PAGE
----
Arthritis & Rheumatism, Volume 63,
November 2011 Abstract Supplement
Abstracts of the American College of
Rheumatology/Association of Rheumatology Health Professionals
Annual Scientific Meeting
Chicago, Illinois November 4-9, 2011.
Increased Awareness of Arthritis May Result in Earlier Diagnosis of Rheumatoid Arthritis.
Zafar1, Sara, Badsha2, Humeira M., Mofti2, Ayman, Delosantos2, Arlene, Altares2, Janice, Matudio2, Gerald, Kong3, Kok Ooi
Patients with Rheumatoid Arthritis (RA) in the United Arab Emirates (UAE) have been found to have a long delay in diagnosis, in addition to a low utilization of DMARD therapy (1, 2). Over the past 5 years, in addition to the establishment of support groups such as the Emirates Arthritis Foundation, a number of awareness programs and PR campaigns have also been instituted in the UAE. The aim of our study is to assess whether initiatives to increase awareness of arthritis among the general public have resulted in a shorter lag time to diagnosis.
We collected demographic, disease and treatment data on the first 100 patients who met ACR criteria for RA, and who were presenting to our practice for the first time. This data was compared with similarly collected data, on the first 100 patients presenting to our musculoskeletal clinic, 5 years previously.
A total of 100 patients were seen with an average age of 40.2 ± 11.0 years (42.2 ± 12.3 years in previous data set, not statistically significant by Student's t-test); female 87% (as before); Arabs 28% and Indians 48% (Arabs 38% and Indians 36% previously). 62% were rheumatoid-factor positive, whereas 73% were titre positive in the previous study (not statistically significant, chi-square test). There was a mean reduction in lag time between symptom onset to diagnosis by 45.8%, from 14.4 ± 15.6 months to 7.8 ± 12.1 months (Student's t-test p=0.001). Furthermore, the lag to the first DMARD was also reduced by a mean of 34.9%, from 19.2 ± 24 months to 12.5 ± 21.7 months (Student's t-test p=0.04). There was no statistically significant difference between the mean DAS 28, ESR and patient global assessment of disease activity (VAS) score amongst the two groups (current data: ESR 36 ±28 mm/h, DAS 28 5.0 ± 1.4, VAS 58.0 ± 26.7 mm; 5 years prior: ESR 33 ±25 mm/h, DAS 28 5.2 ± 1.6, VAS 57.4 ± 25.0 mm).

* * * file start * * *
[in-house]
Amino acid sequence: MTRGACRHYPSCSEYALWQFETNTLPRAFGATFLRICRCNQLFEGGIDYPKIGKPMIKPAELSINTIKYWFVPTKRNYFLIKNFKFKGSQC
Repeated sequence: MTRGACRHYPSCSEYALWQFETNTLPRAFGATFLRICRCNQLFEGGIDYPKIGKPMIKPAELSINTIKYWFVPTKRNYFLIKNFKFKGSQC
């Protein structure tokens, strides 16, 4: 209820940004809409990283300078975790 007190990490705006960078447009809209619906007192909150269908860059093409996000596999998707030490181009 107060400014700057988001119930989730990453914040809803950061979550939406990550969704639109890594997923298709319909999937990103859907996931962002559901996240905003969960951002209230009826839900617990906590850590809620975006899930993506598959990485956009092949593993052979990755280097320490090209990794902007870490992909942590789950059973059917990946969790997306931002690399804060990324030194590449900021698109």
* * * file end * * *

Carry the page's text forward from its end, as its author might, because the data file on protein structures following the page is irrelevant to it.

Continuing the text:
These data suggest that there has been a reduction in both the lag to diagnosis and the initiation of DMARD therapy among patients in the UAE, as compared with 5 years prior. This may be attributed to the inception of patient support groups and a general drive towards increasing public awareness about RA. Studies of larger cohorts may be needed to substantiate our findings. In addition subsequent studies must address if the shorter lag time to diagnosis and first DMARD can result in higher levels of disease remission and improved quality of life for our patients with RA.
|2006 Data||2010 Data||p-values|
|100 patients seen (average ± SD)|
|Age:||42.2 ± 12.3||40.2 ± 11.0|
|Caucasian and other||26%||24%|
|Years since diagnosis||3.9 ± 5.7||3.5 ± 5.6|
|Lag time between symptom onset and diagnosis (months)||14.4 ± 15.6||7.8 ± 12.9||p = 0.001|
|Lag to first DMARD (months)||19.2 ± 24||12.5 ± 21.7||p = 0.04|
|Mean Tender joint count||8.9 ± 7.9||7.0 ± 4.8|
|Mean Swollen joint count||9.0 ± 7.6||6.7 ± 5.0|
|Mean patients Global Assessment of Disease activity (mm)||57.4 ± 25.0||58.0 ± 26.7|
|Mean ESR (mm/h)||33 ± 25||36 ± 28|
|Mean DAS||5.2 ± 1.6||5.0 ± 1.4|
|Physician global assessment||55.0 ± 23.8|||
To cite this abstract, please use the following information:
Zafar, Sara, Badsha, Humeira M., Mofti, Ayman, Delosantos, Arlene, Altares, Janice, Matudio, Gerald, et al; Increased Awareness of Arthritis May Result in Earlier Diagnosis of Rheumatoid Arthritis. [abstract]. Arthritis Rheum 2011;63 Suppl 10 :1581